What ever happened to jobs?

As far as winning messages go, the national Republicans had one in 2010: It's jobs, stupid.

Well, it wasn’t that specifically, but they did hammer the president and the Democrats in Congress for not focusing on the economy and instead focusing on healthcare reform for America. They were relentless and they were disciplined and as a result they engineered a sweeping election that returned them to the majority in the House and closer than anyone predicted to a majority in the Senate.

But something happened on the way to moving to the larger office suites in the Capitol complex and inviting an army of Washington lobbyists back through the revolving door to take positions of senior leadership: They lost their way.

We’re beyond 100 days of Republican rule in the House and we haven’t seen any action or even an attempt to focus on jobs. In reality, we’ve seen them abandon their message about jobs for one they simply cannot resist — a sweeping social agenda on everything from guns to abortion, healthcare to Medicaid, workers' rights to marriage. The gang that focused like a laser on jobs to get elected forgot about everyone else’s jobs after they got elected.

Take the budget, for example. We need a budget that works for all Americans, not just a few. The Ryan Republican budget, unveiled with great fanfare last week, uses the guise of deficit reduction to unfairly target the most vulnerable Americans — using their backs to support GOP spending on their priorities — tax subsidies to the largest corporations and higher taxes and fewer services for the rest of us. They are pushing the elimination and privatization of Medicare and Medicaid while fiercely protecting subsidies to highly profitable Big Oil and tax breaks for the richest 1 percent of Americans.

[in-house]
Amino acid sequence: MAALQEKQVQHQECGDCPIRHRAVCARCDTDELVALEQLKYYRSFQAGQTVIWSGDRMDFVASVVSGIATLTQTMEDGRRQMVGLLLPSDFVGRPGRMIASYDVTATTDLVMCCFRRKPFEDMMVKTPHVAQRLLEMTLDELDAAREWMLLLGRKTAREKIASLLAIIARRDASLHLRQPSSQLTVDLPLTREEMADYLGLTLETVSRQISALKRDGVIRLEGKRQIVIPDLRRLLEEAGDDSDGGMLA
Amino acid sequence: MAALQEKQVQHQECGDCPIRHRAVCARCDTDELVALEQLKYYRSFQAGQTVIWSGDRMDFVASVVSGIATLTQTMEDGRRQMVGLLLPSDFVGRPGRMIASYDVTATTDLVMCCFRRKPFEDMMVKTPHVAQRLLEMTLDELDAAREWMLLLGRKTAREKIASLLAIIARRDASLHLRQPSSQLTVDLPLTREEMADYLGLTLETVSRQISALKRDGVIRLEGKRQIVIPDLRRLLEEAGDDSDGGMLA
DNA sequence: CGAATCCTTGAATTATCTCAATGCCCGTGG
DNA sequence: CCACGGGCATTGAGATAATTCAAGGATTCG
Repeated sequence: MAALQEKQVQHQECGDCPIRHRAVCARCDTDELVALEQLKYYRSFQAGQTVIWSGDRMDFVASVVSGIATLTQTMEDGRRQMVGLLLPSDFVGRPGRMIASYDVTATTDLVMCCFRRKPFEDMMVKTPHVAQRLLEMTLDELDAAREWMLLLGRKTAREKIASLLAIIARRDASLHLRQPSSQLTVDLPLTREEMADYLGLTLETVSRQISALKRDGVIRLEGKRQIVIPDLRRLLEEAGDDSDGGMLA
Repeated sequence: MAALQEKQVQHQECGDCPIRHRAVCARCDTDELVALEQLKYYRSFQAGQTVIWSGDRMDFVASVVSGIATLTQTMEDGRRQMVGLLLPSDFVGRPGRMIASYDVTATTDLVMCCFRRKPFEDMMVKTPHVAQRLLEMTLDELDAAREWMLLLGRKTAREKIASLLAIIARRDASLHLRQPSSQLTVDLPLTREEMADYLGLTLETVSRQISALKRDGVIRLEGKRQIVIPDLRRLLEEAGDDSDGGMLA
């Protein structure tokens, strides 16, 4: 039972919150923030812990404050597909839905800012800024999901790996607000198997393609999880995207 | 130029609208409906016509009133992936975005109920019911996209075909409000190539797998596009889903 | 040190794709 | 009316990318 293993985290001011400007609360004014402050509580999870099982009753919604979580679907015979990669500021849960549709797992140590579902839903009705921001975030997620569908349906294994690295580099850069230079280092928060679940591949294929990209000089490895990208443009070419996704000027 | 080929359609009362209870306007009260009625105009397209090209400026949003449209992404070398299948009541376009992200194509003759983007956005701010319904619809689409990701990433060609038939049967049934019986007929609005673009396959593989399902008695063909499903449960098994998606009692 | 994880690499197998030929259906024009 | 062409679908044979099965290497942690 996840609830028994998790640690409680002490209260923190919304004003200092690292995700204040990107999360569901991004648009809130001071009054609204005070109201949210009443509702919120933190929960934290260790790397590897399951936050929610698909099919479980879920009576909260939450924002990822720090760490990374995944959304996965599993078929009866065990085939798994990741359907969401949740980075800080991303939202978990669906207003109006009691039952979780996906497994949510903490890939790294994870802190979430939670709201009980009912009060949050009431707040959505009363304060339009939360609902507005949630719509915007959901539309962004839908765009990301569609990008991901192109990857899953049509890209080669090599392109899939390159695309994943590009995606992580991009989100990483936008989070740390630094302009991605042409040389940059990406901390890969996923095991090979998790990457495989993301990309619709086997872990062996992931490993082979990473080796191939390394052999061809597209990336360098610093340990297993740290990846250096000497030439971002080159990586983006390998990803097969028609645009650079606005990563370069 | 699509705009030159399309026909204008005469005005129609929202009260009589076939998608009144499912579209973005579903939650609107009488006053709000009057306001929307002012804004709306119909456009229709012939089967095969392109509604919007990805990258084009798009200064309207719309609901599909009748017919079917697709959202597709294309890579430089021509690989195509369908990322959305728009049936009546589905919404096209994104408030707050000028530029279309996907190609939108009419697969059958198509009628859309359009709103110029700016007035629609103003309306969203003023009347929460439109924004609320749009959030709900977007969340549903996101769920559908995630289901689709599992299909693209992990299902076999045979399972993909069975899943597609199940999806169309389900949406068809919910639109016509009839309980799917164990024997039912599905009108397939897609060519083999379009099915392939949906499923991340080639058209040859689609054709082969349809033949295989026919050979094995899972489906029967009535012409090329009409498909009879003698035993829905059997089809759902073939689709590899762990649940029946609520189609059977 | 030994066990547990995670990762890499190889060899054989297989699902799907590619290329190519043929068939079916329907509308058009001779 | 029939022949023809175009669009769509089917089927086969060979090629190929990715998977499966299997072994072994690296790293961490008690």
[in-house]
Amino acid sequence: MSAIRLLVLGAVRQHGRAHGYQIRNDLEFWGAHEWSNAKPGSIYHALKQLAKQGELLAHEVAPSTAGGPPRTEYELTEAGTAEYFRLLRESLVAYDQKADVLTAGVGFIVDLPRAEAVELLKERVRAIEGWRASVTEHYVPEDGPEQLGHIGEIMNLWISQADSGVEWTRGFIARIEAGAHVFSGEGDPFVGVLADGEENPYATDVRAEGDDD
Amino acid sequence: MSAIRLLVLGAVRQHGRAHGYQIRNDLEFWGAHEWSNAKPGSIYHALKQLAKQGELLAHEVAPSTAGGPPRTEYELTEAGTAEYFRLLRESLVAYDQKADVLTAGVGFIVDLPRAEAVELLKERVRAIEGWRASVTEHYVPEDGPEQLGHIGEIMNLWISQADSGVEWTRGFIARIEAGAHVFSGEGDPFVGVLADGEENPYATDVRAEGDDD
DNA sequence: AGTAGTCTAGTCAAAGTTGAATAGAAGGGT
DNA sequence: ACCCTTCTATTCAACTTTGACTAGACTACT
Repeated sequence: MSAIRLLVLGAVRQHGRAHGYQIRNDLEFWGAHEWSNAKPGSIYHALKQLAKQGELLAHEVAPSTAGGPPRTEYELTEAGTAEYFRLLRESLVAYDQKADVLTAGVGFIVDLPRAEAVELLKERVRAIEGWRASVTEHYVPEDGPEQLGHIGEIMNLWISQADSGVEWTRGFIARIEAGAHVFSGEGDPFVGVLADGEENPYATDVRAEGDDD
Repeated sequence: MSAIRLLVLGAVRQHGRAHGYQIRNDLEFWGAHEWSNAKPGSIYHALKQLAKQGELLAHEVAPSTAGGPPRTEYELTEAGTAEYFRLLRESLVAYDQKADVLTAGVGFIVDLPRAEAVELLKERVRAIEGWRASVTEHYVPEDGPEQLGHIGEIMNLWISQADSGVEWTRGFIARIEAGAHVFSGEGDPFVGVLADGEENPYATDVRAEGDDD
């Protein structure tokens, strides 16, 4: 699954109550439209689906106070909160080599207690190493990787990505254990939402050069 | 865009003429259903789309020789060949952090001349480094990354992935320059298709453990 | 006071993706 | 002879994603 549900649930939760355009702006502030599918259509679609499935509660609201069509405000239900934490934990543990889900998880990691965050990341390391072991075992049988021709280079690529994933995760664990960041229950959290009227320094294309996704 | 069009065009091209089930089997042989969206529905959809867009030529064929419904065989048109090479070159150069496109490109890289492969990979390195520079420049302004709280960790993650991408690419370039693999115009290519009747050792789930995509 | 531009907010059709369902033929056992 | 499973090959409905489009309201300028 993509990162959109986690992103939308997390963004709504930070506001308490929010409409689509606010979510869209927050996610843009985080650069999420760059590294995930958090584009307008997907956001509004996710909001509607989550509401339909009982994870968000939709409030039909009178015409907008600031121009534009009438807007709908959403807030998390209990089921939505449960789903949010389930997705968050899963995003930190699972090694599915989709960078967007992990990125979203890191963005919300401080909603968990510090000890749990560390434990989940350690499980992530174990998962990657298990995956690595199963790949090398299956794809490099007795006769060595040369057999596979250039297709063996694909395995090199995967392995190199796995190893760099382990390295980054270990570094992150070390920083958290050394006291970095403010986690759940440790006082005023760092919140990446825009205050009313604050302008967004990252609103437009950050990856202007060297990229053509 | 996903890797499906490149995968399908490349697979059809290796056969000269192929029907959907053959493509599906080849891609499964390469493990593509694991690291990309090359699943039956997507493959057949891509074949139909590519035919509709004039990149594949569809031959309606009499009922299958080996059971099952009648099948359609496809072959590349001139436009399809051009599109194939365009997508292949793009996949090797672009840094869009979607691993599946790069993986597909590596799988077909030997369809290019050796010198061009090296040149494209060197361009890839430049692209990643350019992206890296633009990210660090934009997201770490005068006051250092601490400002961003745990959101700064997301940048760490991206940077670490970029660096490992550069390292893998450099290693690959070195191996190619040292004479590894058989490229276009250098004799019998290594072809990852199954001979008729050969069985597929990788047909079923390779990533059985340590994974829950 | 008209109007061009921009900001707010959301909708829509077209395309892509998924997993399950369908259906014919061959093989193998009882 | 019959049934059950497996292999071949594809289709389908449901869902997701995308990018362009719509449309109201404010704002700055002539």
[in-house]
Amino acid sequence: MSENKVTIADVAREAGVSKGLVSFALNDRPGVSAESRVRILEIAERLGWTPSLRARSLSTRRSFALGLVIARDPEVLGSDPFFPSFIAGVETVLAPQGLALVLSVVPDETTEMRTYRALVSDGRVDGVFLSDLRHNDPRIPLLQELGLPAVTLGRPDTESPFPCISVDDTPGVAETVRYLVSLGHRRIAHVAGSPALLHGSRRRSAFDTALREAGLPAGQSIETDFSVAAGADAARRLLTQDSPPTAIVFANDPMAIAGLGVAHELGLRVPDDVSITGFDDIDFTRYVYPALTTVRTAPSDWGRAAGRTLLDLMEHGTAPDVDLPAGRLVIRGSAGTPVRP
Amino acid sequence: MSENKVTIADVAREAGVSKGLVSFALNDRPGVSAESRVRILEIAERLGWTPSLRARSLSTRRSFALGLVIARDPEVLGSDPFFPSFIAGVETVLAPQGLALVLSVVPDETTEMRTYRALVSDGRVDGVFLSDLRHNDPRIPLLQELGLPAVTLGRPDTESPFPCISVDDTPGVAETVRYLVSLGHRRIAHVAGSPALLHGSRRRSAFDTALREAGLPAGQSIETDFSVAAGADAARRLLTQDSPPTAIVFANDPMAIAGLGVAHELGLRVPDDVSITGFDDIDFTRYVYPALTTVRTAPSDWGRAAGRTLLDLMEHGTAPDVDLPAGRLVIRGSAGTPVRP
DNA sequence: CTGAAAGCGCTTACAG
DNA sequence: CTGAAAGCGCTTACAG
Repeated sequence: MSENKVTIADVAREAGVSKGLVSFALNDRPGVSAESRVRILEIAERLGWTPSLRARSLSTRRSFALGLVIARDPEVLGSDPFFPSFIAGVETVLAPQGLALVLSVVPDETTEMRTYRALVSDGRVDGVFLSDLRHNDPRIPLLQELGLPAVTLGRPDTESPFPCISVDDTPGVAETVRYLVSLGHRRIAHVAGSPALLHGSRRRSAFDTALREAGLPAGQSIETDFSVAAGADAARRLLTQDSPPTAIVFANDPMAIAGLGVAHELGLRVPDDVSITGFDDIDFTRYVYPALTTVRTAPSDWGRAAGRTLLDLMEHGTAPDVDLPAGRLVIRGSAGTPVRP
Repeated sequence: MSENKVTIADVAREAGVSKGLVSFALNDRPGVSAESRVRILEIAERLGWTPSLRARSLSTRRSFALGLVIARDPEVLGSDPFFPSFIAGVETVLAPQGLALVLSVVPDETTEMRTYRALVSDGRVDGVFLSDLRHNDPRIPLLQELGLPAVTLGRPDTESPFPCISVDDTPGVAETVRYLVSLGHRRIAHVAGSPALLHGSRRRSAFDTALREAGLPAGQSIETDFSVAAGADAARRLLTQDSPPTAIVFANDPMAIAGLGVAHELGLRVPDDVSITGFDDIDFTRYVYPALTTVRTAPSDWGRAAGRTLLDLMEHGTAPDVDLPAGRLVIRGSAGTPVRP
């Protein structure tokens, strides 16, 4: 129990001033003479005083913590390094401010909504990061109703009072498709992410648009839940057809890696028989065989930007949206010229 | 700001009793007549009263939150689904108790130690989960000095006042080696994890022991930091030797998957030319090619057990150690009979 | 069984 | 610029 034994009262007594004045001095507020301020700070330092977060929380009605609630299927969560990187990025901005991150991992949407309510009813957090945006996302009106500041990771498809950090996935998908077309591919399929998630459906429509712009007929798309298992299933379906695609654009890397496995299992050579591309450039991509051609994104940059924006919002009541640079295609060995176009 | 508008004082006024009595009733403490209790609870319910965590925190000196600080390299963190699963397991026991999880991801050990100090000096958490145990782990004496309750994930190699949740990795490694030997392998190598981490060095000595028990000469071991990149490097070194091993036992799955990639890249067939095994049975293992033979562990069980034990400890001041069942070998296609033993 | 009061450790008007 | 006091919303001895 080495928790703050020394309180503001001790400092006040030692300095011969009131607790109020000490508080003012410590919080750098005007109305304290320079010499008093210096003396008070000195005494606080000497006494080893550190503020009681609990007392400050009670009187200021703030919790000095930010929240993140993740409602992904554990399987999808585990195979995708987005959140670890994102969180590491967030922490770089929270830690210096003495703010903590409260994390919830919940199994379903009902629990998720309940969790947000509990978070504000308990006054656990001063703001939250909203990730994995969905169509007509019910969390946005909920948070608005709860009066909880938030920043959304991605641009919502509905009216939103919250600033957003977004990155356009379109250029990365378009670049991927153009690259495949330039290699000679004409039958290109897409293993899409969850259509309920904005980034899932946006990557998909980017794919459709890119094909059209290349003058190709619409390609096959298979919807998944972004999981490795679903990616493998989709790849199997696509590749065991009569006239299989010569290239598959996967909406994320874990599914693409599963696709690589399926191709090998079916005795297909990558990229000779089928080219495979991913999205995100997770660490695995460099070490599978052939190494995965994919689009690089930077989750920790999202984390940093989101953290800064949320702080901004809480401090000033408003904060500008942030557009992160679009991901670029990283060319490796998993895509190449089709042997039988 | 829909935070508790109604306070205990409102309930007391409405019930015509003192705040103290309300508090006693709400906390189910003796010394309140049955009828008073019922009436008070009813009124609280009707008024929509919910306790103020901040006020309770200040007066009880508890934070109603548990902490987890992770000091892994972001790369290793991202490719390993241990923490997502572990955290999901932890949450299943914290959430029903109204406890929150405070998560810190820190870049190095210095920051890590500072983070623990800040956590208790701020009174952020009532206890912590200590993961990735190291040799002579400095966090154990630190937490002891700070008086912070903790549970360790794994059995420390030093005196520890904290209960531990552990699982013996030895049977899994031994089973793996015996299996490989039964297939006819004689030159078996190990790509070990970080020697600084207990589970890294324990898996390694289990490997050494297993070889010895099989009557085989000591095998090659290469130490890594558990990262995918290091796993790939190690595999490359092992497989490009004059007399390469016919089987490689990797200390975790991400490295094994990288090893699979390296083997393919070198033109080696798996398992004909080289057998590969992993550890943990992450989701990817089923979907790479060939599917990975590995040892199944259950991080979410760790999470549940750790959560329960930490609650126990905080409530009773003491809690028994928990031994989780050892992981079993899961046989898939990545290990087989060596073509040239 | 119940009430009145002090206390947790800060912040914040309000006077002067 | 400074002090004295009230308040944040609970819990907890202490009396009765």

This is no joke. Exxon Mobil paid zero in U.S. taxes in 2009 and still got a rebate of $156 million. In fact, the Big Oil and other major multinational corporations have spent more that $1 billion influencing Washington while paying nothing in U.S. taxes. (Source: Public Campaign report: “The Artful Dodgers.”)

As a message, the Republican budget is very clear. Our priorities come first, not the American people’s priorities. The Republican budget, approved by the House of Representatives last week without a single Democratic vote, tells America — you’re on your own. If you’re a senior or in the middle class, you’re going to keep paying taxes and we’re going to cut Medicaid and Medicare, eliminate funding for healthcare and other services and direct what’s left to Big Oil and other big corporations that don’t pay taxes.

It’s a startling message opportunity for Democrats, who had no consistent message in 2010. The Republican budget — it isn’t a “Pathway to Prosperity,” as Ryan audaciously dubbed it — it’s a “Map for Message” giving Democrats an easily definable and stark outline of the differences in priorities between the major political parties. The question is whether or not they can capitalize on it.


David Di Martino is CEO of Blue Line Strategic Communications Inc. The views expressed in this blog are his and do not necessarily represent Blue Line’s. Follow david: @bluelinedd.